e =mc2. e = hf
is it different????
..e =mc2 this only use in nuclear??
E=mc^2 is the rest mass of a massive particle.
That other thing over there is the energy of a photon.
If you put the two together and write f=c/λ then you can rearrange
mc2 = hc/λ to give λ = h/mc
DeBroglie did precisely this to come up with his hypothesis that λ = h/momentum
Which is the basis of wave - particle duality
The equation E=MC2 is used to find the energy content of some amount of mass. (Rest mass/invariant mass)
The equation E=hf is used to find the energy content a photon, where f = frequency of the photon.
Note that E=MC2 is actually part of a larger equation: E2=M2C4+P2C2, where P = momentum of the object. This allows you to find the energy content of an object based on its mass AND its motion relative to yourself.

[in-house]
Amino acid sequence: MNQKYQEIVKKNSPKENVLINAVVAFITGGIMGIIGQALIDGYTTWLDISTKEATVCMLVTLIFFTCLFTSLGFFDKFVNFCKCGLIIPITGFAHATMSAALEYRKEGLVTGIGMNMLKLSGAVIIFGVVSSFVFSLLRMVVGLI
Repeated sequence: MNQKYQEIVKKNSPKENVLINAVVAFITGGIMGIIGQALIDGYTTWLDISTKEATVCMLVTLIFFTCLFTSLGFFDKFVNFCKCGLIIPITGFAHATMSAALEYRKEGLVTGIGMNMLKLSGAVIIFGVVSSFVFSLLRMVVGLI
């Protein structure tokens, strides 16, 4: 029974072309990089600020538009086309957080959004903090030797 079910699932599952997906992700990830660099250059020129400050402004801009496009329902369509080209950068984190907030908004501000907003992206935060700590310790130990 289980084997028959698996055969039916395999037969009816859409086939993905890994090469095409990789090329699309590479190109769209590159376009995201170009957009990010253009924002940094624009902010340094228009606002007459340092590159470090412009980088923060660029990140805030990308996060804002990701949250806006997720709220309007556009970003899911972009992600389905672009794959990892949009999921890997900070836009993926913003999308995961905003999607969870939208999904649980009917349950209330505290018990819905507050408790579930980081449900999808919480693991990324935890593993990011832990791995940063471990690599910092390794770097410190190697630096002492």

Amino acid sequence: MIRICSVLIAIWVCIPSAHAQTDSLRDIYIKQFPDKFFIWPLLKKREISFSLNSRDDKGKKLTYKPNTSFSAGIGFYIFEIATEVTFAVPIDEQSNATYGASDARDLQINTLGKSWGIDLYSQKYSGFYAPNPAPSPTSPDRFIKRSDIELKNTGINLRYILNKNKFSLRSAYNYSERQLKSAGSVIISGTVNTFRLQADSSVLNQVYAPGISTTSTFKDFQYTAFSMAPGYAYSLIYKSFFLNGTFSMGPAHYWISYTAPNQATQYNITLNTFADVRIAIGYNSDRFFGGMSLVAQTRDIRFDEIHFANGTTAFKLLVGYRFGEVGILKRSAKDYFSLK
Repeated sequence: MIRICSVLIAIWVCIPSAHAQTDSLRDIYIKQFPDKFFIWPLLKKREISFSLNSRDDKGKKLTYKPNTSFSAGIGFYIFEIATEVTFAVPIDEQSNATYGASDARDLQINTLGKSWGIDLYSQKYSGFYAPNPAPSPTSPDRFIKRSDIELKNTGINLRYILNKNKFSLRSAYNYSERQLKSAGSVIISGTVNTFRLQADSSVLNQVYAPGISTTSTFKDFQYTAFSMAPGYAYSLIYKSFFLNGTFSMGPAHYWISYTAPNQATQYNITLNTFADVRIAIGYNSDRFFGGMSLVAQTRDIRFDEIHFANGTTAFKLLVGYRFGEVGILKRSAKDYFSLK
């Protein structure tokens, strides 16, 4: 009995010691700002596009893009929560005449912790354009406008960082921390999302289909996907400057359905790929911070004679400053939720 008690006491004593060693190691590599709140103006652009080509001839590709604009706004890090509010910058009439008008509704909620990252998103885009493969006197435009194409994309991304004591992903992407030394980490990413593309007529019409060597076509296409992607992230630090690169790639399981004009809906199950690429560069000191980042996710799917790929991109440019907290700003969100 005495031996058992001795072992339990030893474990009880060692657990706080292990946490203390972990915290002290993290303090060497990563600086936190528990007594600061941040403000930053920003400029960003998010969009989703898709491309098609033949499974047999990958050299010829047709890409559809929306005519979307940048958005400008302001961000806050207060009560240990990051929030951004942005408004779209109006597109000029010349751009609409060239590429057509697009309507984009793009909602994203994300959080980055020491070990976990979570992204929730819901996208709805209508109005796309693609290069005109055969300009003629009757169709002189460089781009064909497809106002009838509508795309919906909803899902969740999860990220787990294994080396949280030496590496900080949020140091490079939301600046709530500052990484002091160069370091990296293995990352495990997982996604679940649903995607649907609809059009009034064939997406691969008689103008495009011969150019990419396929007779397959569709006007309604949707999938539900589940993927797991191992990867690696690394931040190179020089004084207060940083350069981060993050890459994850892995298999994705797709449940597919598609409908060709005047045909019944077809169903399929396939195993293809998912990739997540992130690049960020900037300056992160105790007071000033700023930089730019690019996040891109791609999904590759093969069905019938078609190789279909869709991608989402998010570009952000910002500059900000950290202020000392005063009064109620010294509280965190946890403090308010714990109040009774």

as Emilyjoint is saying, if we take 'm' to be the 'relativistic mass', then e =mc2 and e = hf are both correct for a photon.
But as Drakkith is saying, if we take 'm' to be the 'rest mass', then the full equation is E2=M2C4+P2C2 and for a photon, the rest mass is zero, so E=PC for a photon.
Separate names with a comma.